The Sri-Vidya Upasaka should follow certain disciplines. He should not find fault with other paths or criticize them. While being steadfast in his own. The practice of japa should go on as an under current at all times. He should not aks for favours or accept them. He should do his duties in the world and the worship of the Deity without attachment to fruit. He should be fearless. He should not acquire wealth and possessions with the motive of selfish enjoyment and he should consider nothing as higher than realization of the Self.

Sakti worship properly understood is a synthesis and harmony in which diverse and sometimes conflicting tendencies of human endeavour have been accommodated and each in union with the rest has been assured its fullest development and satisfaction. An adept in Sri-Vidya can be a Sakta at heart, a saivite in outlook and a Vaisnavite in practice. That such reconciliation is not only possible but also necessary was revealed to us in Sri Ramakrsna, the Avatara Purusa of the age. He has proved that all paths pursued with devotion lead to the one God, that Mantras are efficacious, that Yantras are potent, that devatas and higher powers exist, that Siddhis to come and that step by step the Divine Mother leads the Sadhaka to higher and higher levels of perfection till he reaches the goal.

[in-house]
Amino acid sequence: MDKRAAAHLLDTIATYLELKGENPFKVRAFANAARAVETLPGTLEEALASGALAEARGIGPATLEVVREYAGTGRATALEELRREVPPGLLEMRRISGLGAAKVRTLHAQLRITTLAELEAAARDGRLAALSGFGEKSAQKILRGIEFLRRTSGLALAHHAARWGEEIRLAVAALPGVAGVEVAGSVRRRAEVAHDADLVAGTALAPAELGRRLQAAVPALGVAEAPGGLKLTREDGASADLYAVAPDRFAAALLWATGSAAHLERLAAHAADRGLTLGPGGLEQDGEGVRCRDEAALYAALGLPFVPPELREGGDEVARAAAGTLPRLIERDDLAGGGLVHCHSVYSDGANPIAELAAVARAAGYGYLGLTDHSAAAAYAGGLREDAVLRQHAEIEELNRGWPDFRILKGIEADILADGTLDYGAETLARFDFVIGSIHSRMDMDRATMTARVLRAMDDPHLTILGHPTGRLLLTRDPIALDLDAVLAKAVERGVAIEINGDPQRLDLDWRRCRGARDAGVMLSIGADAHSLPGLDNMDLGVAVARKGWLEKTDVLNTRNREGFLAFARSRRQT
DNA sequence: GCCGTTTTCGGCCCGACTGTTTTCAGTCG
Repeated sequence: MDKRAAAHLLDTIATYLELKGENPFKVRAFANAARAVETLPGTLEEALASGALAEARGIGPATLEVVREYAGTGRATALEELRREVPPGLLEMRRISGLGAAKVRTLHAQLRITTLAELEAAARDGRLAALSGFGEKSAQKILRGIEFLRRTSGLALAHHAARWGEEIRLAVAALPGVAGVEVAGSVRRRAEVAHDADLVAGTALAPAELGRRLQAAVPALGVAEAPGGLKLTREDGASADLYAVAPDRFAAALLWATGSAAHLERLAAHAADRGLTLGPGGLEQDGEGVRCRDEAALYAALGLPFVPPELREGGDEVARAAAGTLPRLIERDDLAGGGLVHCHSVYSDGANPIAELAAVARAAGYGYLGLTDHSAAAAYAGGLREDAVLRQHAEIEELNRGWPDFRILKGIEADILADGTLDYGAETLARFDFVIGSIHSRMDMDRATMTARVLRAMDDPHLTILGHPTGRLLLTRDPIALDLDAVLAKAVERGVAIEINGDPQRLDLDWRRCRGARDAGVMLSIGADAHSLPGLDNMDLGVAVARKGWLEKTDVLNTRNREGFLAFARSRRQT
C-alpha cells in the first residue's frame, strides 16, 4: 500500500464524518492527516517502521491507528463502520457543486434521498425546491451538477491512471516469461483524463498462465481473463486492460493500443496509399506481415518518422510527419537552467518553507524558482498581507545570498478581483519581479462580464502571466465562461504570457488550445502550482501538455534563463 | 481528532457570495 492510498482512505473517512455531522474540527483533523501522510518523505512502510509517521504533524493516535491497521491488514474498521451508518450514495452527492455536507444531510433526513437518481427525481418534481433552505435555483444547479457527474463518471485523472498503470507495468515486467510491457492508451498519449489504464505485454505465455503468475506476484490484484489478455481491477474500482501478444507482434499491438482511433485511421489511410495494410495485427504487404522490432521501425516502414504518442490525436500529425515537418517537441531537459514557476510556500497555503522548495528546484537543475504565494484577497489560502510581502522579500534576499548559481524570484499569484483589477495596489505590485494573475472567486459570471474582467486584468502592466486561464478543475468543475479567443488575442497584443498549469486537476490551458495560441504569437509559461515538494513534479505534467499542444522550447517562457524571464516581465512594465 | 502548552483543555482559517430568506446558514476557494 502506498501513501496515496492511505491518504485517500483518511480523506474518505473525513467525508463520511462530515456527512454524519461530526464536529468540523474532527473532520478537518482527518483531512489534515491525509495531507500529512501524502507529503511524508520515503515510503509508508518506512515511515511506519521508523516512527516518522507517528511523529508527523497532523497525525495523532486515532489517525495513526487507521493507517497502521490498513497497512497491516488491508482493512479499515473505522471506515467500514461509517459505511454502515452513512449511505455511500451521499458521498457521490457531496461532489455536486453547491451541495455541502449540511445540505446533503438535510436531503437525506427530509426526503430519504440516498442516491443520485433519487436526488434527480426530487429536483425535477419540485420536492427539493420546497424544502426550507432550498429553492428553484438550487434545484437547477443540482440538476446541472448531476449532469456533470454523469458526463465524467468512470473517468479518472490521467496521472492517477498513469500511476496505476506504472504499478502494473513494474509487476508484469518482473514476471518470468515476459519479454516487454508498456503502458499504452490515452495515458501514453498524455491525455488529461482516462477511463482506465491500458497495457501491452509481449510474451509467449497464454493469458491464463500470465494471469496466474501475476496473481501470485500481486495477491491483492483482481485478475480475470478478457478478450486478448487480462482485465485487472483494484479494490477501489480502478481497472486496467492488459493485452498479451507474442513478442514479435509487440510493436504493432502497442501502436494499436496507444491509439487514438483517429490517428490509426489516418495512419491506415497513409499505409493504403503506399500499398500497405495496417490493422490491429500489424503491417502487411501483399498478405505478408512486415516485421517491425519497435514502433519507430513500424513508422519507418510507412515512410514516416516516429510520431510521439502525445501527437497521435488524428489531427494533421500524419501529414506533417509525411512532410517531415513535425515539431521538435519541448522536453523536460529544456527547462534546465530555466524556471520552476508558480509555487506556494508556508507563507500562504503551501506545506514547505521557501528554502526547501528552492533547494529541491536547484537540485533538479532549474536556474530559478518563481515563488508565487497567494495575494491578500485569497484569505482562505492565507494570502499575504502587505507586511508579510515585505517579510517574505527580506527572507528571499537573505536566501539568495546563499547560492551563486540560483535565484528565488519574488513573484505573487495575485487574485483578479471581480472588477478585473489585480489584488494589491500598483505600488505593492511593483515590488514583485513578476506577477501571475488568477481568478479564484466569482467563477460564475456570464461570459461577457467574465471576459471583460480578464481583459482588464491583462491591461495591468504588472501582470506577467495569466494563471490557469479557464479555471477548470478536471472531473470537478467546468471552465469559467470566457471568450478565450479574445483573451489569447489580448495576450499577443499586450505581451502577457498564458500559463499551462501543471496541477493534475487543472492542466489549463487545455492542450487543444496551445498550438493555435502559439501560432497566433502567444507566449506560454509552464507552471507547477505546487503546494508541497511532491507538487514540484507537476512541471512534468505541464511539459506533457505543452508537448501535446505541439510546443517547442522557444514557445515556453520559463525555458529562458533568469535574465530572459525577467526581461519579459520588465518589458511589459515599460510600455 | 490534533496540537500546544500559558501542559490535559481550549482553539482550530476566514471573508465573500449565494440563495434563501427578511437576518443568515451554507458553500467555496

Sri Ramakrsna says: "That which is Brahman is also Kali, the Mother, the Primal Energy. When inactive, It is called Brahman. Again, when creating, preserving, and destroying It is called Sakti. Still water is an illustration of Brahman. The same water, moving in waves, may be compared to Sakti or Kali. What is the meaning of Kali? She who communes with Maha-Kala, the Absolute, is Kali. She is formless and again she has forms. If you believe in the formless aspect, then meditate on Kali as that. If you meditate on any aspect of Hers with firm conviction, She will let you know Her true nature. Then you will realize that not merely does God exist, but He will come near you and talk to you, as I am talking to you. Have faith and you will achieve everything."